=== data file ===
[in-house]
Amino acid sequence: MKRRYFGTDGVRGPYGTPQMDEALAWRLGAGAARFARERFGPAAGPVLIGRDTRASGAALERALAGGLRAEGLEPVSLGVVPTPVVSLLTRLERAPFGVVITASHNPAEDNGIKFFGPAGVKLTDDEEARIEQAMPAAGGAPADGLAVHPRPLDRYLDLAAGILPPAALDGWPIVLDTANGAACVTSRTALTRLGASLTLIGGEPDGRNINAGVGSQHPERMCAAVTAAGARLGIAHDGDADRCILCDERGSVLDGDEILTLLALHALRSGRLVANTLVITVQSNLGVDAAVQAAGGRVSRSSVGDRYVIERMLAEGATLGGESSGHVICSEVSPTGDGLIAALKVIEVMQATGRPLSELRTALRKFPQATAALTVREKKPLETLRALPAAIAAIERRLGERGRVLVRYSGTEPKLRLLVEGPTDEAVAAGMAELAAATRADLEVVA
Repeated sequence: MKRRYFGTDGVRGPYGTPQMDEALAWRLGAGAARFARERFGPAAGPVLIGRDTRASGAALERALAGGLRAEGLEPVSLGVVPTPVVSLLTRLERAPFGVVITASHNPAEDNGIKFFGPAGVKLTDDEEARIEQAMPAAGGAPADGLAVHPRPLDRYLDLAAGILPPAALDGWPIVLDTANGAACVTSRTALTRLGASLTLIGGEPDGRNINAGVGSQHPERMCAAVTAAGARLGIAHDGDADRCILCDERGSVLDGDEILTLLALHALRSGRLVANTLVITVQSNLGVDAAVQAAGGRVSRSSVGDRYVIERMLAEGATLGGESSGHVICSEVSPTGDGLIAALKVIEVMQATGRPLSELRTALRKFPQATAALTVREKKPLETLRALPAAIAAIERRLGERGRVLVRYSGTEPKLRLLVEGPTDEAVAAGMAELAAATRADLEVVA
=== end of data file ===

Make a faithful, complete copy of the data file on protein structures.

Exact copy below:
[in-house]
Amino acid sequence: MKRRYFGTDGVRGPYGTPQMDEALAWRLGAGAARFARERFGPAAGPVLIGRDTRASGAALERALAGGLRAEGLEPVSLGVVPTPVVSLLTRLERAPFGVVITASHNPAEDNGIKFFGPAGVKLTDDEEARIEQAMPAAGGAPADGLAVHPRPLDRYLDLAAGILPPAALDGWPIVLDTANGAACVTSRTALTRLGASLTLIGGEPDGRNINAGVGSQHPERMCAAVTAAGARLGIAHDGDADRCILCDERGSVLDGDEILTLLALHALRSGRLVANTLVITVQSNLGVDAAVQAAGGRVSRSSVGDRYVIERMLAEGATLGGESSGHVICSEVSPTGDGLIAALKVIEVMQATGRPLSELRTALRKFPQATAALTVREKKPLETLRALPAAIAAIERRLGERGRVLVRYSGTEPKLRLLVEGPTDEAVAAGMAELAAATRADLEVVA
Repeated sequence: MKRRYFGTDGVRGPYGTPQMDEALAWRLGAGAARFARERFGPAAGPVLIGRDTRASGAALERALAGGLRAEGLEPVSLGVVPTPVVSLLTRLERAPFGVVITASHNPAEDNGIKFFGPAGVKLTDDEEARIEQAMPAAGGAPADGLAVHPRPLDRYLDLAAGILPPAALDGWPIVLDTANGAACVTSRTALTRLGASLTLIGGEPDGRNINAGVGSQHPERMCAAVTAAGARLGIAHDGDADRCILCDERGSVLDGDEILTLLALHALRSGRLVANTLVITVQSNLGVDAAVQAAGGRVSRSSVGDRYVIERMLAEGATLGGESSGHVICSEVSPTGDGLIAALKVIEVMQATGRPLSELRTALRKFPQATAALTVREKKPLETLRALPAAIAAIERRLGERGRVLVRYSGTEPKLRLLVEGPTDEAVAAGMAELAAATRADLEVVA